Alan IV, Duke of Brittany

Alan IV

Alan IV's seal
Duke of Brittany
Reign 1072/84–1112
Predecessor Hoel II & Hawise
Successor Conan III
Regent Hoel II
Born before 1060 or 1063x1066
Died 13 October 1119
Redon Abbey
Burial Redon Abbey
Spouse Constance of Normandy
Ermengarde of Anjou
Issue Conan III
Hawise, Countess of Flanders
House House of Cornouaille
Father Hoel II
Mother Hawise
Religion Roman Catholicism

Alan IV (born circa 1063; died 13 October 1119) was Duke of Brittany from 1084 until his abdication in 1112. He was also Count of Nantes (from c. 1103) and Count of Rennes. His parents were Duchess Hawise and Duke Hoel II. He is also known as Alan Fergant. Through his father, he was of the Breton House of Cornouaille dynasty (Breton: Kerne dynasty). He was the last Breton-speaking Duke of Brittany.[1]

Norman Conflict

A traditional rivalry between Brittany and Normandy continued at the close of the 11th century. The Breton-Norman war of 1064–1065 was the result of William the Bastard, Duke of Normandy (later to become known as William the Conqueror) support of rebels in Brittany against Alan's maternal uncle, Conan II.

Conan II died in late 1066 during a campaign in Anjou, and was succeeded by Alan's parents, Conan's sister Hawise as Duchess and her husband Hoel II as Consort. Hoel ruled as Regent of Brittany from Duchess Hawise's death in 1072 until Alan reached his majority in 1084.[2]

To prevent further hostilities during his invasion of England, William I married his daughter Constance to the new duke Alan in 1087.[3] The marriage ceremonies may have taken place in Bayeux in Normandy. William of Malmesbury wrote that Constance was unpopular at the Breton court because of her "severe and conservative" manner. However, Orderic Vitalis wrote that as duchess Constance did all she could to further the welfare of the Bretons, who grieved deeply at her death in 1090.

In 1092 Alan IV donated property to the abbey of Redon by charter, and by 1093 married Ermengarde of Anjou, as a political alliance with Fulk IV of Anjou to counter Anglo-Norman influence.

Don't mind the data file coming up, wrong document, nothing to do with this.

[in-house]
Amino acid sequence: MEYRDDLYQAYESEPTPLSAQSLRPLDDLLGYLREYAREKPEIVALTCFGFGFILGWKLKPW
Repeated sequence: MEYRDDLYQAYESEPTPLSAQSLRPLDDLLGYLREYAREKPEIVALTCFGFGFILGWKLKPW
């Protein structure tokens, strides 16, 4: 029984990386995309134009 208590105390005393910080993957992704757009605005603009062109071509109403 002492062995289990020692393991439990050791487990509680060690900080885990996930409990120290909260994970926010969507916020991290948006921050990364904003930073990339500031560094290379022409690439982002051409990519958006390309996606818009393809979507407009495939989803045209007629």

Redon Abbey, Final resting place of Alan IV

Duke Alan IV's cousin Geoffrey I Boterel (eldest brother of Alan Rufus) died on 24 August 1093 in battle at Dol while in rebellion against the Duke.

Between 1101 and 1104, Alan's younger brother, Count Matthew of Nantes, died without issue and his county passed to Alan.

Alan IV abdicated as Duke in 1112. The former Duke retired to the monastery of Redon, where he died in 1119.


In 1098 Alan went on the First Crusade,[4] leaving Ermengarde as his regent, and returned in 1101.


Alan IV married Constance in 1087. Constance died in 1090. They had no children.

Alan's second marriage was to Ermengarde of Anjou in 1093.[3] With Ermengarde he had three children:

Alan and Ermengarde were separated upon his abdication as Duke in 1112.

He had an illegitimate son, Brian Fitzcount.[5]


Alan IV died in 1119 at the monastery of Redon, where he had retired after his abdication in 1112, and separation from his wife Ermengarde. His only surviving son, Conan III succeeded him.

See also


  1. Gwenno Piette, A concise History of Brittany (University of Wales Press, Cardiff, 2008), p. 36
  2. Following medieval examples given in Bailey et al., Alan may have been twenty-one years of age at that time.
  3. 1 2 3 J. A. Everard, Brittany and the Angevins: Province and Empire 1158–1203, (Cambridge University Press, 2004), 10.
  4. J. A. Everard, Brittany and the Angevins: Province and Empire 1158–1203, 12.
  5. W. L. Warren, Henry II, (University of California Press, 1974), 74.


External links

Wikimedia Commons has media related to Alain IV de Bretagne.
Alan IV, Duke of Brittany
House of Cornouaille
Died: 13 October 1119
Regnal titles
Preceded by
Hawise and Hoel II
Duke of Brittany
Succeeded by
Conan III
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